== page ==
Category Archives: UK Constitution

Common Law – Why is it fundamental to the constitution?

JudgesCommon Law is an important source of the UK constitution. Common Law is otherwise known as ‘Judge made law’, it is the body of law that is made up from the precedents of previous court cases that have gone before. As a result of this, Common Law is evolutionary, it changes and develops changes through time as society evolves.

Common Law is inferior to Statute Law. This is because in Britain there is a doctrine of parliamentary sovereignty, meaning that no body can overrule Parliament. This means that if Parliament pass a law (called a Statute) it takes precedence over any Common Law rulings. However, a system of Statute Law cannot function adequately without Common Law. This is because it would be impossible for Parliament to be able to foresee every eventuality and every implication of any law that they pass. Given this, it is therefore essential that Common Law ‘fills the gaps’ in Statute Law.

Murder is an example of a Common Law offence. Murder was seen as a crime long before the existence of Parliament and therefore has existed in Common Law since at least Anglo-Saxon Britain. However, there have been some occasions when Parliament has stepped in to ensure certain issues have more clarity. An example of this is through the enactment of the Homicide Act (1957). This law largely abolished the doctrine of ‘constructive malice’, whereby someone could be charged with murder if they killed someone unintentionally whilst committing another crime. The Homicide Act also introduced a defence of ‘dismissed responsibility’, whereby the judgement of the person committing the crime was impaired by a circumstance beyond their control, for example a mental health issue.

The amendment was largely in reaction to a number of high profile cases, including that of Derek Bentley in 1953 and Ruth Ellis in 1955, both of whom had subsequently been hanged.

Derek Bentkey

Derek Bentley was convicted of murder in 1953 after the death of a police officer named PC Miles. Bentley and his co-defendant, Christopher Craig, had been attempting to burgle a warehouse when PC Miles intervened. Craig shot Miles dead, but was not executed as he was a juvenile. Bentley, however, was hanged after the jury heard he had shouted ‘let him have it’ whilst Craig wrestled with Miles. The prosecution interpreted this as an incitement to murder and the 19 year-old was hanged, calling much public outrage.



Ruth Ellis was a model. She was the last woman to be hanged in Britain. She was convicted of murdering her partner David Blakeley. She was in an abusive relationship and had a daughter that Blakely would not acknowledge. There was no doubt Ellis intended to kill Blakeley, however, it is clear she did so under some duress.

Common Law is built up from a huge range and number of judicial precedents. Sometimes, Common Law can become hazy and sometimes does not keep up with the developing attitudes of society. In this case, it is up to Parliament to legislate to clear up the matter.

image_miniA good example of this is found in the case of Wilkinson vs. Kitzinger. Sue Wilkinson and Celia Kitzinger married in Canada in 2003 after being a couple for 13 years. Wilkinson still lived and worked in England. In 2004 the UK Civil Partnership Act came into force, allowing same-sex civil partners similar legal right to married heterosexual couples. However, as Wilkinson and Kitzinger were already married, they wished their marriage to be recognised in the UK. The case went to the High Court in 2006. The High Court announced that the Wilkinson and Kitzinger’s relationship would be treated as a civil partnership, not a marriage. The court said that by “longstanding definition and acceptance” marriage was between a man and a woman.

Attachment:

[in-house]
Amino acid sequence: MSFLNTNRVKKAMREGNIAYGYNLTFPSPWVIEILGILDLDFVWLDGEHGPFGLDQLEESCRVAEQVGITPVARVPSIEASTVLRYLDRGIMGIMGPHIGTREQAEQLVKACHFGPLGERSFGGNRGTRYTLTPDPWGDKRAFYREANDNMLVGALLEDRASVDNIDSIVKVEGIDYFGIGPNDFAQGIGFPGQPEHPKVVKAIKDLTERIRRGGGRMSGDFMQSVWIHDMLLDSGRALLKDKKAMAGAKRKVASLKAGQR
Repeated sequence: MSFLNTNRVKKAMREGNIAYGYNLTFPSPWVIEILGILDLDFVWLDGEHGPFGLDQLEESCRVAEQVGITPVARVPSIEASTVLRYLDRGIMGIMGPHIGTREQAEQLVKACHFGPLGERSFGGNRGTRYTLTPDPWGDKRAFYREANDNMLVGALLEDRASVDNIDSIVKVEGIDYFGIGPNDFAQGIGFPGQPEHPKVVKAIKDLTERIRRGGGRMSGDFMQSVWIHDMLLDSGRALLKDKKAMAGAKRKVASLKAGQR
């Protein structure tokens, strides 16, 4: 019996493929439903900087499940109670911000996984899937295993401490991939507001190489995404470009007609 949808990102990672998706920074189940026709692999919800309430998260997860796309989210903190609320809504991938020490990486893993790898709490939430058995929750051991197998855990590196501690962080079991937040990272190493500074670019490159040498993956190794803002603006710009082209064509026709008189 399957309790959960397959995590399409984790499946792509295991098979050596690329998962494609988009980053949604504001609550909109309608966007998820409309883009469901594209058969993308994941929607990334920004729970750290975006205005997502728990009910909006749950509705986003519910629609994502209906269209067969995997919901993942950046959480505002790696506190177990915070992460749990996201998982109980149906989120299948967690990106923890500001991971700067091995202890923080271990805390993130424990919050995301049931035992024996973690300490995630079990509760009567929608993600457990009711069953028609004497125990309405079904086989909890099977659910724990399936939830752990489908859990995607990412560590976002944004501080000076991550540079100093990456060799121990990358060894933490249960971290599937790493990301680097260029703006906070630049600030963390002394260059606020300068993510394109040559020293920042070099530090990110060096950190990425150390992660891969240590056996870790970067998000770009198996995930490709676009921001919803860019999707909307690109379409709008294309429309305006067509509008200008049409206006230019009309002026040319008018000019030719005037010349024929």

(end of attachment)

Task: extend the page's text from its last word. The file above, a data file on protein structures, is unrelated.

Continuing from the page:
Clegg and Cammy

The Marriage (Same Sex Couples) Act was a major piece of social legislation passed under the Coalition Government.

This led, in part, to a societal discussion over the merits of Same-Sex Marriage and the antiquated way in which common law was being applied. In 2013 Parliament cleared up the issue by passing the Marriage (Same Sex Couples) Act which equalised heterosexual and homosexual marriage.

There are undoubtedly problems with Common Law. It relies on the judicial decisions of judges, who are not elected and therefore not accountable to the public. A concern is also often raised that judges come from a predominantly conservative background, with many being Oxbridge educated, which therefore imbues a conservative political bias in judicial decisions. However, it remains an essential part of the effective operation of the UK constitution and the upholding of the Rule of Law.








Why are conventions still an important part of the UK constitution?

Conventions are customs, that although not legally binding, are usually followed. Conventions play a major role in the UK constitution, but are often changing and developing. Sometimes, new conventions emerge whilst others die away, or are codified by the passing of a Statute Law.

There are a number of conventions that are essential to the functioning of the UK political system and serve very important purposes. A good example of this that the supremacy of  the House of Commons is largely ensured via two important conventions:


The Supremacy of the House of Commons is largely outlined by two important conventions.

The House of Lords does not vote against Money Bills – This is an extremely important principle. It guarantees that decisions over the spending of taxpayers money are taken by the elected chamber.

The House of Lords does not vote against anything in the Government’s Manifesto (Salisbury Convention) – This ensures that the wishes of the electorate, reflected in their choosing of a Government, are upheld by Parliament.

(More can be found out about the Salisbury Convention here).

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The Bill of Rights (1689) – What did it do?

The end of the seventeenth-century saw a period of dramatic change in British Politics that laid the foundations for the liberal democratic government that is still in place today.
In 1660 Britain’s short experiment with republicanism came to an end. After the death of Oliver Cromwell his son, Richard, became Lord Protector. However, Richard Cromwell was an inept protector and was removed after less than a year. In April 1660, the English Parliament announced that Charles II was the lawful monarch of England. Constitutionally, it was as if the years since the execution of Charles I had simply not happened.